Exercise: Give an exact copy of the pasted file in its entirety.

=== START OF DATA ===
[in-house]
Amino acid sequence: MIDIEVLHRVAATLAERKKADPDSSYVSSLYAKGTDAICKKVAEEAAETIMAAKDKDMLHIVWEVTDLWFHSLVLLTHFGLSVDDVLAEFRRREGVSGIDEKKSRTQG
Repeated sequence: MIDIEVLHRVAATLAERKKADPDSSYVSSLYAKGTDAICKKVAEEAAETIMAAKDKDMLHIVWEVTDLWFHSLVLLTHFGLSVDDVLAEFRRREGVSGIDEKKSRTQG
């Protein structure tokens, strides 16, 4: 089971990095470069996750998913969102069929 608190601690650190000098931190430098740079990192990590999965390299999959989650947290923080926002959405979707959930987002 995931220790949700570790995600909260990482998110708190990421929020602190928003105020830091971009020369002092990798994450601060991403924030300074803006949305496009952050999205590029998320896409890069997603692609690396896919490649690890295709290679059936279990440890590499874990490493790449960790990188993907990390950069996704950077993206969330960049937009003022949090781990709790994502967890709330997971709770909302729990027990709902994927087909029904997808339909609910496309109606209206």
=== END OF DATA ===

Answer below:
[in-house]
Amino acid sequence: MIDIEVLHRVAATLAERKKADPDSSYVSSLYAKGTDAICKKVAEEAAETIMAAKDKDMLHIVWEVTDLWFHSLVLLTHFGLSVDDVLAEFRRREGVSGIDEKKSRTQG
Repeated sequence: MIDIEVLHRVAATLAERKKADPDSSYVSSLYAKGTDAICKKVAEEAAETIMAAKDKDMLHIVWEVTDLWFHSLVLLTHFGLSVDDVLAEFRRREGVSGIDEKKSRTQG
């Protein structure tokens, strides 16, 4: 089971990095470069996750998913969102069929 608190601690650190000098931190430098740079990192990590999965390299999959989650947290923080926002959405979707959930987002 995931220790949700570790995600909260990482998110708190990421929020602190928003105020830091971009020369002092990798994450601060991403924030300074803006949305496009952050999205590029998320896409890069997603692609690396896919490649690890295709290679059936279990440890590499874990490493790449960790990188993907990390950069996704950077993206969330960049937009003022949090781990709790994502967890709330997971709770909302729990027990709902994927087909029904997808339909609910496309109606209206």